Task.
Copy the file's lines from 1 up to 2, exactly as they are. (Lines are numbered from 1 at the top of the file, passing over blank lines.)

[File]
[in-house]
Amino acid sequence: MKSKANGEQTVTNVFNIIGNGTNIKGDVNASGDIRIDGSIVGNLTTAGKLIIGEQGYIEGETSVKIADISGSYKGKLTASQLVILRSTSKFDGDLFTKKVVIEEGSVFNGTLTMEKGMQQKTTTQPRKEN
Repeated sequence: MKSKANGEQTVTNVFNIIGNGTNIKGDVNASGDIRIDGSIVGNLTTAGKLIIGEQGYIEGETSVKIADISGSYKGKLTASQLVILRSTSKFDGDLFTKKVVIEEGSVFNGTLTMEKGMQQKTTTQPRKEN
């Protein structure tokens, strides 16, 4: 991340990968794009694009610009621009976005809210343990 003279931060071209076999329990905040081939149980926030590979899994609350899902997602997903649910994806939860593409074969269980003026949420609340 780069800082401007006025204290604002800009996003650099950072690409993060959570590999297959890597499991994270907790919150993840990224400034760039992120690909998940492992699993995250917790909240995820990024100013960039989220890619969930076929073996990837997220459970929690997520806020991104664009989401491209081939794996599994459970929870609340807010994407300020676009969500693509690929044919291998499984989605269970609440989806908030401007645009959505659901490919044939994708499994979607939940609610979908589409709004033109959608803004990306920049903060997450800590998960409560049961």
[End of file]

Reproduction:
[in-house]
Amino acid sequence: MKSKANGEQTVTNVFNIIGNGTNIKGDVNASGDIRIDGSIVGNLTTAGKLIIGEQGYIEGETSVKIADISGSYKGKLTASQLVILRSTSKFDGDLFTKKVVIEEGSVFNGTLTMEKGMQQKTTTQPRKEN